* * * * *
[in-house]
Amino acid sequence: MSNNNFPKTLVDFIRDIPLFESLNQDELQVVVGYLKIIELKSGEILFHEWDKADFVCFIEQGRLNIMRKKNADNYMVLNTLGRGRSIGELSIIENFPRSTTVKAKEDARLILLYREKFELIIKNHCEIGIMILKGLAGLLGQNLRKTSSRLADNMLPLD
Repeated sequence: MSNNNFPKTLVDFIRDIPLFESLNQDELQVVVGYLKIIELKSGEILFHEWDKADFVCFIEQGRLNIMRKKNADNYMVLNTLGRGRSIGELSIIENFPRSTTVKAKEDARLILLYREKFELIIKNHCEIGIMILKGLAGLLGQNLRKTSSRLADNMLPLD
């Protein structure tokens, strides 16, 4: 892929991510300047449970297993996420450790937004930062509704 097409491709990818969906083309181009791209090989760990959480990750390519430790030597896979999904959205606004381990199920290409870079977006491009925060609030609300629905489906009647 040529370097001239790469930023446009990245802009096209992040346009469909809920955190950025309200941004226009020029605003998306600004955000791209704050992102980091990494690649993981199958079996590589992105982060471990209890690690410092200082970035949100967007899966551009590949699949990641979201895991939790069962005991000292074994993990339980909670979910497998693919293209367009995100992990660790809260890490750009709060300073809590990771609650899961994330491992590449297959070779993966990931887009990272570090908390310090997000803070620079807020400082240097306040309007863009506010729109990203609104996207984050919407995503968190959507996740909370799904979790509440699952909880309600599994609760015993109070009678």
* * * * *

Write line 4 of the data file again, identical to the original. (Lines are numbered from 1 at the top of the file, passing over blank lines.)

């Protein structure tokens, strides 16, 4: 892929991510300047449970297993996420450790937004930062509704 097409491709990818969906083309181009791209090989760990959480990750390519430790030597896979999904959205606004381990199920290409870079977006491009925060609030609300629905489906009647 040529370097001239790469930023446009990245802009096209992040346009469909809920955190950025309200941004226009020029605003998306600004955000791209704050992102980091990494690649993981199958079996590589992105982060471990209890690690410092200082970035949100967007899966551009590949699949990641979201895991939790069962005991000292074994993990339980909670979910497998693919293209367009995100992990660790809260890490750009709060300073809590990771609650899961994330491992590449297959070779993966990931887009990272570090908390310090997000803070620079807020400082240097306040309007863009506010729109990203609104996207984050919407995503968190959507996740909370799904979790509440699952909880309600599994609760015993109070009678």